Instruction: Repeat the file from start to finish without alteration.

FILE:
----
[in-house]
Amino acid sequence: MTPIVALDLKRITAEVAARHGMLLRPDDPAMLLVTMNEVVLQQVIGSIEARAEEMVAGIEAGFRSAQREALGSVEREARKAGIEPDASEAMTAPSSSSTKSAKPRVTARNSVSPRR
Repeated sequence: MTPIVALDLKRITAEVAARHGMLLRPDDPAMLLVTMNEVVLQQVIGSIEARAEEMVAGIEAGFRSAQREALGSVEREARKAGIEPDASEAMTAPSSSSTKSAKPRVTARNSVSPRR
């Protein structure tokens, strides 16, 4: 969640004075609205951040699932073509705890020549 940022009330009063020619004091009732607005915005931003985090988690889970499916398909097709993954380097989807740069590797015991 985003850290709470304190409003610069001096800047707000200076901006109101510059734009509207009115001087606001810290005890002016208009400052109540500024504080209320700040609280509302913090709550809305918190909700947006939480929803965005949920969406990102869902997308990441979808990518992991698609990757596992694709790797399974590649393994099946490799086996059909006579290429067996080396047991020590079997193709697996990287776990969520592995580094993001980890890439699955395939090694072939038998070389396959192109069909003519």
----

[in-house]
Amino acid sequence: MTPIVALDLKRITAEVAARHGMLLRPDDPAMLLVTMNEVVLQQVIGSIEARAEEMVAGIEAGFRSAQREALGSVEREARKAGIEPDASEAMTAPSSSSTKSAKPRVTARNSVSPRR
Repeated sequence: MTPIVALDLKRITAEVAARHGMLLRPDDPAMLLVTMNEVVLQQVIGSIEARAEEMVAGIEAGFRSAQREALGSVEREARKAGIEPDASEAMTAPSSSSTKSAKPRVTARNSVSPRR
């Protein structure tokens, strides 16, 4: 969640004075609205951040699932073509705890020549 940022009330009063020619004091009732607005915005931003985090988690889970499916398909097709993954380097989807740069590797015991 985003850290709470304190409003610069001096800047707000200076901006109101510059734009509207009115001087606001810290005890002016208009400052109540500024504080209320700040609280509302913090709550809305918190909700947006939480929803965005949920969406990102869902997308990441979808990518992991698609990757596992694709790797399974590649393994099946490799086996059909006579290429067996080396047991020590079997193709697996990287776990969520592995580094993001980890890439699955395939090694072939038998070389396959192109069909003519």